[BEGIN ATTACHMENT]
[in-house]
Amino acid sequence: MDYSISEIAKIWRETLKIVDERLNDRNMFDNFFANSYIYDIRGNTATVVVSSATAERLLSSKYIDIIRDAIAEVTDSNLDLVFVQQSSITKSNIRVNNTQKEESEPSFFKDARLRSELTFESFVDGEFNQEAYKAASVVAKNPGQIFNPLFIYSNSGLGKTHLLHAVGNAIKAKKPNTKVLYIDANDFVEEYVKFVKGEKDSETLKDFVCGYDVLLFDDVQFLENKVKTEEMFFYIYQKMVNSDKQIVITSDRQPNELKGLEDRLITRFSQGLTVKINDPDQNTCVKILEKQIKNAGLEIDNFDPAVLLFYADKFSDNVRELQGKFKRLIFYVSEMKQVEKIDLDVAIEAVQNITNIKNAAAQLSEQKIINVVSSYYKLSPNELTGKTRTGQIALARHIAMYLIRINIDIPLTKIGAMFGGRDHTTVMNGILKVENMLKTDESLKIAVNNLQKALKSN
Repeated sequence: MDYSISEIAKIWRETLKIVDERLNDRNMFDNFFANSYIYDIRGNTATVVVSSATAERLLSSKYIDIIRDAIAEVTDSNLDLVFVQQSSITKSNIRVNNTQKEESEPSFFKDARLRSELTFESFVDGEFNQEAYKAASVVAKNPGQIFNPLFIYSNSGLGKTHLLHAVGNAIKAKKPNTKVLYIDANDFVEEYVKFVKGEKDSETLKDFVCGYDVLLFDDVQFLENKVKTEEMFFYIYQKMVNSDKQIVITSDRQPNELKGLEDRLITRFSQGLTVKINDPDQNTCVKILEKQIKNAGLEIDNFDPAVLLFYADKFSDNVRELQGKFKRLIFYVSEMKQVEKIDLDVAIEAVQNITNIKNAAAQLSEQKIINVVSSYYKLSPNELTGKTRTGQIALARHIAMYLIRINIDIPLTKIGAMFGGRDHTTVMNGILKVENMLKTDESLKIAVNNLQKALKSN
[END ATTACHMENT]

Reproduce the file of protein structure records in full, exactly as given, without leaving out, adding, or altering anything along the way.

[in-house]
Amino acid sequence: MDYSISEIAKIWRETLKIVDERLNDRNMFDNFFANSYIYDIRGNTATVVVSSATAERLLSSKYIDIIRDAIAEVTDSNLDLVFVQQSSITKSNIRVNNTQKEESEPSFFKDARLRSELTFESFVDGEFNQEAYKAASVVAKNPGQIFNPLFIYSNSGLGKTHLLHAVGNAIKAKKPNTKVLYIDANDFVEEYVKFVKGEKDSETLKDFVCGYDVLLFDDVQFLENKVKTEEMFFYIYQKMVNSDKQIVITSDRQPNELKGLEDRLITRFSQGLTVKINDPDQNTCVKILEKQIKNAGLEIDNFDPAVLLFYADKFSDNVRELQGKFKRLIFYVSEMKQVEKIDLDVAIEAVQNITNIKNAAAQLSEQKIINVVSSYYKLSPNELTGKTRTGQIALARHIAMYLIRINIDIPLTKIGAMFGGRDHTTVMNGILKVENMLKTDESLKIAVNNLQKALKSN
Repeated sequence: MDYSISEIAKIWRETLKIVDERLNDRNMFDNFFANSYIYDIRGNTATVVVSSATAERLLSSKYIDIIRDAIAEVTDSNLDLVFVQQSSITKSNIRVNNTQKEESEPSFFKDARLRSELTFESFVDGEFNQEAYKAASVVAKNPGQIFNPLFIYSNSGLGKTHLLHAVGNAIKAKKPNTKVLYIDANDFVEEYVKFVKGEKDSETLKDFVCGYDVLLFDDVQFLENKVKTEEMFFYIYQKMVNSDKQIVITSDRQPNELKGLEDRLITRFSQGLTVKINDPDQNTCVKILEKQIKNAGLEIDNFDPAVLLFYADKFSDNVRELQGKFKRLIFYVSEMKQVEKIDLDVAIEAVQNITNIKNAAAQLSEQKIINVVSSYYKLSPNELTGKTRTGQIALARHIAMYLIRINIDIPLTKIGAMFGGRDHTTVMNGILKVENMLKTDESLKIAVNNLQKALKSN